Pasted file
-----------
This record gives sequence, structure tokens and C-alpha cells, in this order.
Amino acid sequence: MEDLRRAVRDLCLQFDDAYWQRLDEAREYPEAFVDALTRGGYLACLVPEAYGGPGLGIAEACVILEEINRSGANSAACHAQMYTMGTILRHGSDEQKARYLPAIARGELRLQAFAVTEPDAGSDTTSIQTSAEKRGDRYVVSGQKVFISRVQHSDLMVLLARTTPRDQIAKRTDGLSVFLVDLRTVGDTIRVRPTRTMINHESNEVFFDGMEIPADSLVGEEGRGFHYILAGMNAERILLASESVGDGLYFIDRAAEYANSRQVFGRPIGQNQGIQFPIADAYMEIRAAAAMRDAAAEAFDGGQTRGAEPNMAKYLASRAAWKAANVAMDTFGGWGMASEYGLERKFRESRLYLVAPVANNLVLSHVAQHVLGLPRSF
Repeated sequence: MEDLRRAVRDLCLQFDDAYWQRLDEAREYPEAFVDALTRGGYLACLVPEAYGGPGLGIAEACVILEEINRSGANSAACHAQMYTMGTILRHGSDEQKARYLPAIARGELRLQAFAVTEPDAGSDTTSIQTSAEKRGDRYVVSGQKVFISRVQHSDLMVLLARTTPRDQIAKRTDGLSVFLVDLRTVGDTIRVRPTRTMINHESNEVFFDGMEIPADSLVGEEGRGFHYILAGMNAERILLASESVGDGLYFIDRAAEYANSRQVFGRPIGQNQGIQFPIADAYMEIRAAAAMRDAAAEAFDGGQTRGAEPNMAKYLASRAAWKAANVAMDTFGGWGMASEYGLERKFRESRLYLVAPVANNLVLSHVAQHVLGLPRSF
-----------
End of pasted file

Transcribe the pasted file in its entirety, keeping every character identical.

This record gives sequence, structure tokens and C-alpha cells, in this order.
Amino acid sequence: MEDLRRAVRDLCLQFDDAYWQRLDEAREYPEAFVDALTRGGYLACLVPEAYGGPGLGIAEACVILEEINRSGANSAACHAQMYTMGTILRHGSDEQKARYLPAIARGELRLQAFAVTEPDAGSDTTSIQTSAEKRGDRYVVSGQKVFISRVQHSDLMVLLARTTPRDQIAKRTDGLSVFLVDLRTVGDTIRVRPTRTMINHESNEVFFDGMEIPADSLVGEEGRGFHYILAGMNAERILLASESVGDGLYFIDRAAEYANSRQVFGRPIGQNQGIQFPIADAYMEIRAAAAMRDAAAEAFDGGQTRGAEPNMAKYLASRAAWKAANVAMDTFGGWGMASEYGLERKFRESRLYLVAPVANNLVLSHVAQHVLGLPRSF
Repeated sequence: MEDLRRAVRDLCLQFDDAYWQRLDEAREYPEAFVDALTRGGYLACLVPEAYGGPGLGIAEACVILEEINRSGANSAACHAQMYTMGTILRHGSDEQKARYLPAIARGELRLQAFAVTEPDAGSDTTSIQTSAEKRGDRYVVSGQKVFISRVQHSDLMVLLARTTPRDQIAKRTDGLSVFLVDLRTVGDTIRVRPTRTMINHESNEVFFDGMEIPADSLVGEEGRGFHYILAGMNAERILLASESVGDGLYFIDRAAEYANSRQVFGRPIGQNQGIQFPIADAYMEIRAAAAMRDAAAEAFDGGQTRGAEPNMAKYLASRAAWKAANVAMDTFGGWGMASEYGLERKFRESRLYLVAPVANNLVLSHVAQHVLGLPRSF